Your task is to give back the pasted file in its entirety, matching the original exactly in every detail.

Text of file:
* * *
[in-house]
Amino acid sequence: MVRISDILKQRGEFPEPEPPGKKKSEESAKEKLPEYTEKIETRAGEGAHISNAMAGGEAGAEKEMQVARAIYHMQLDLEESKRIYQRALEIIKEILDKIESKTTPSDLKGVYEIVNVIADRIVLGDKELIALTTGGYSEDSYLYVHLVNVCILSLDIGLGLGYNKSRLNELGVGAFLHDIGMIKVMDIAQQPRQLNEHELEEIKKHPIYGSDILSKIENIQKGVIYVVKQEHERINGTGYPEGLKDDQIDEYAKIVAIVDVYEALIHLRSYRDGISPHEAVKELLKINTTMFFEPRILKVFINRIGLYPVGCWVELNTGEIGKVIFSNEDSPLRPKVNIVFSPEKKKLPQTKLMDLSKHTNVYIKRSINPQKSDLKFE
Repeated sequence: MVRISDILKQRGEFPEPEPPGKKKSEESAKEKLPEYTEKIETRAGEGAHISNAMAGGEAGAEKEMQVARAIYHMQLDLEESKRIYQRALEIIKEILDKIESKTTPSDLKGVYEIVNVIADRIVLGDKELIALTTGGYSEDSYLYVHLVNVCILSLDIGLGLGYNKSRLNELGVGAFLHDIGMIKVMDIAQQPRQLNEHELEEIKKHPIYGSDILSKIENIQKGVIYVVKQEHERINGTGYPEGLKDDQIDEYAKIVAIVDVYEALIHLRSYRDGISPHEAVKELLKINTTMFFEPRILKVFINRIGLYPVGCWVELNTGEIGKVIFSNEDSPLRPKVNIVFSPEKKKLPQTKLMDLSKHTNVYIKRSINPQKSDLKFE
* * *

[in-house]
Amino acid sequence: MVRISDILKQRGEFPEPEPPGKKKSEESAKEKLPEYTEKIETRAGEGAHISNAMAGGEAGAEKEMQVARAIYHMQLDLEESKRIYQRALEIIKEILDKIESKTTPSDLKGVYEIVNVIADRIVLGDKELIALTTGGYSEDSYLYVHLVNVCILSLDIGLGLGYNKSRLNELGVGAFLHDIGMIKVMDIAQQPRQLNEHELEEIKKHPIYGSDILSKIENIQKGVIYVVKQEHERINGTGYPEGLKDDQIDEYAKIVAIVDVYEALIHLRSYRDGISPHEAVKELLKINTTMFFEPRILKVFINRIGLYPVGCWVELNTGEIGKVIFSNEDSPLRPKVNIVFSPEKKKLPQTKLMDLSKHTNVYIKRSINPQKSDLKFE
Repeated sequence: MVRISDILKQRGEFPEPEPPGKKKSEESAKEKLPEYTEKIETRAGEGAHISNAMAGGEAGAEKEMQVARAIYHMQLDLEESKRIYQRALEIIKEILDKIESKTTPSDLKGVYEIVNVIADRIVLGDKELIALTTGGYSEDSYLYVHLVNVCILSLDIGLGLGYNKSRLNELGVGAFLHDIGMIKVMDIAQQPRQLNEHELEEIKKHPIYGSDILSKIENIQKGVIYVVKQEHERINGTGYPEGLKDDQIDEYAKIVAIVDVYEALIHLRSYRDGISPHEAVKELLKINTTMFFEPRILKVFINRIGLYPVGCWVELNTGEIGKVIFSNEDSPLRPKVNIVFSPEKKKLPQTKLMDLSKHTNVYIKRSINPQKSDLKFE